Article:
The Estonian Minister of Health and Labour Jevgeni Ossinovski points out that the Nordic and Baltic countries should work together, exchange experiences and learn from each on most effective ways to reduce harms related to alcohol use.
Press release 9.8.2016, Preventive Substance Abuse Network
At a meeting with the Finnish NGOs, minister Ossinovski said, that "Considering the overwhelming scientific agreement that restricting alcohol promotion, limiting its availability and raising the price of alcohol are the most effective measures to reduce consumption, plans to relax the regulation may have adverse effects on public health".
– Finland is considering to relax the measures and Estonia is planning to take the opposite track. According to Minister Ossinovski, public health should be taken into account when considering alcohol related strategies and measures.
"Public health is one of the most important things to any country. Of course this may not affect business interests in a suitable way, but without a doubt, public health will always be a higher priority, says minister Ossinovski.
– Alcohol also contributes to death and disability. The increase of risky drinking behaviours is a worrying trend as it is associated with higher rates of traffic accidents and violence, to name some. A stricter alcohol policy may have a long term effect on the social norms in society: the next generations will consume less. As an example: progress with tobacco policy as already showed us that smoking is not popular among young people anymore.
The Finnish NGOs warn about the consequences the currents plans of Finnish alcohol legislation may cause.
– We tend to think that Finland is the only country which strives for less alcohol-related harms. That is far from truth. According to WHO, countries have a responsibility for formulating, implementing, monitoring and evaluating public policies to reduce the harmful use of alcohol. Finland should do the same, says Mervi Hara, the chairperson of the advocacy committee of the Preventive Substance Abuse Network.
– I congratulate Estonia's aim to take health effects of alcohol use into consideration in political decision-making, Hara continues.
Minister Ossinovski met the representatives of The Finnish Association for Substance Abuse Prevention EHYT ry and the representatives of the Preventive Substance Abuse Network in Helsinki. During the meeting current plans of the national alcohol policies were discussed.
Mervi Hara, Executive director, ASH Finland,
p. +358 50 460 2324, mervi.harasuomenash.fi
Meediasuhete nõunik Sotsiaalministeerium
p.+372 626 9321 / +372 5333 7341
presssm.ee / oskar.lepiksm.ee
The purpose of the new Tobacco Act is to prevent young people from starting to use tobacco products and to support people to quit using tobacco products.
All characterising flavours, such as vanilla and menthol, of cigarettes, roll-your-own tobacco and liquids for electronic cigarettes will be prohibited. It will become easier for housing companies to intervene in smoking on balconies. Electronic cigarettes containing nicotine will be subject to the same provisions as other cigarettes in the Finnish market. Smoking in cars with children under the age of 15 will be banned. These are some of the amendments included in the new Tobacco Act which will enter into force on 15 August 2016 in Finland.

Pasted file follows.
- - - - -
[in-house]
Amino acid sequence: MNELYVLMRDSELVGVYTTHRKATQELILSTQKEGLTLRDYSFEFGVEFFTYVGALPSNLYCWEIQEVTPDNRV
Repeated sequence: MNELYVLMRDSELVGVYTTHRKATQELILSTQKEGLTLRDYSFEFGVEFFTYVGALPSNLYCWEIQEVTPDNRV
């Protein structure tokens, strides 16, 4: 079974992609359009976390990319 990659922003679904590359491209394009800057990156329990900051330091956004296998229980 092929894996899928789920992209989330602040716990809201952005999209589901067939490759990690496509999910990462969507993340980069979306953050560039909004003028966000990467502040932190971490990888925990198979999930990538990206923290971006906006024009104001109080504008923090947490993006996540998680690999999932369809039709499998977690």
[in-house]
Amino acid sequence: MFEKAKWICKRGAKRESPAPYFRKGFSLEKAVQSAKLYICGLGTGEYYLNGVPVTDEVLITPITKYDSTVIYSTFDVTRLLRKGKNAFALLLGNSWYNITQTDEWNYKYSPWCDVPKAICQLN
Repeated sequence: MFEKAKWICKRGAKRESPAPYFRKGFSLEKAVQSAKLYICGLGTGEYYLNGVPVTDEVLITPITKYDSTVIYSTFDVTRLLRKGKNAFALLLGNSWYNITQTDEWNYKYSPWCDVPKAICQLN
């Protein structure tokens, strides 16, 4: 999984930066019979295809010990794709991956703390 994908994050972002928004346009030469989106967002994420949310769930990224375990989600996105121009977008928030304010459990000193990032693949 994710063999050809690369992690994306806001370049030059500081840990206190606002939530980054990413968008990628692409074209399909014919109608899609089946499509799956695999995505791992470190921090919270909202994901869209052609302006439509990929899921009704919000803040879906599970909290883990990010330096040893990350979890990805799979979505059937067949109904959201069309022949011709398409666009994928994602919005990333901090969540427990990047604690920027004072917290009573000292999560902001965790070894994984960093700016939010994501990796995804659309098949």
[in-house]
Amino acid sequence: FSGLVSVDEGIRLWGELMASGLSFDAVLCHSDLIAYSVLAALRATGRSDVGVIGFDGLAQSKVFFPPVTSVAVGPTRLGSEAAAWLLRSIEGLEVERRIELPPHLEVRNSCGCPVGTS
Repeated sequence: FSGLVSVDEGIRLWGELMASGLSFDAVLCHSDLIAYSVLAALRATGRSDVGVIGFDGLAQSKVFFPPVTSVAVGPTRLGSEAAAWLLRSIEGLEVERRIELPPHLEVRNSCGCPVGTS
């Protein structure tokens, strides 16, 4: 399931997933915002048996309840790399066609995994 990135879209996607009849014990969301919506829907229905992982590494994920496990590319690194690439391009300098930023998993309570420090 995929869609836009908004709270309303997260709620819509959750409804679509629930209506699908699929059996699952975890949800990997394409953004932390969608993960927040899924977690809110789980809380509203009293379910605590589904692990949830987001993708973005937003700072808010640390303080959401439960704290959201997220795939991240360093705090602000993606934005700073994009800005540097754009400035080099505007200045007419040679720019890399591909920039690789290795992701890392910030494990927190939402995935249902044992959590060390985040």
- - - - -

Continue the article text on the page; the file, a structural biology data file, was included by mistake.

The new Act implements the EU Tobacco Products Directive. Some of the amendments are based on Finland's own consideration and legislative needs.
The purposeof the new Tobacco Act is to prevent young people from starting to use tobacco products and becoming addicted to nicotine and to support people to quit using tobacco products. The aim is also to protect non-smoking people from exposure to tobacco smoke.
The Act enters into force on 15 August 2016, but it contains several transitional provisions.
For further information:
Ministry of Social Affairs and Health
The EU Tobacco Products Directive enters into force today 20 May 2016. In Finland, the entry into force of Tobacco Act is postponed.
As of today, the EU Tobacco Products Directive (TPD) mandates that all new packets of cigarettes and roll-your-own tobacco manufactured for the EU market carry mandatory graphic warnings covering 65% of the front and the back to illustrate the health damage of tobacco use. Tobacco packs will also have to observe minimum size requirements, and slim packs will disappear from the EU market. The TPD provides for transitional periods (of up to one year, depending on the Member State) to allow existing stock packaged according to the previous regulations to be exhausted.
In addition, all tobacco products with characterising flavours will be banned, with the exception of menthol cigarettes which are still allowed on the market until May 2020. These measures are proven to be effective in reducing the attractiveness and appeal of tobacco products and are expected to reduce the uptake of smoking, particularly among young people, 70% of whom report to have started smoking before their 18th birthday.
The TPD also allows Member States to implement stronger measures, such as plain standardised packaging and point of sale display bans. The UK and France implement plain packaging as of today; in Ireland implementation is imminent and Slovenia has recently notified this measure. Other governments are also considering implementing plain packaging including Hungary, Belgium and Norway. Point of sale display restrictions are also in force in a number of European Countries, including the UK, Ireland, Croatia, Finland, Iceland and Norway.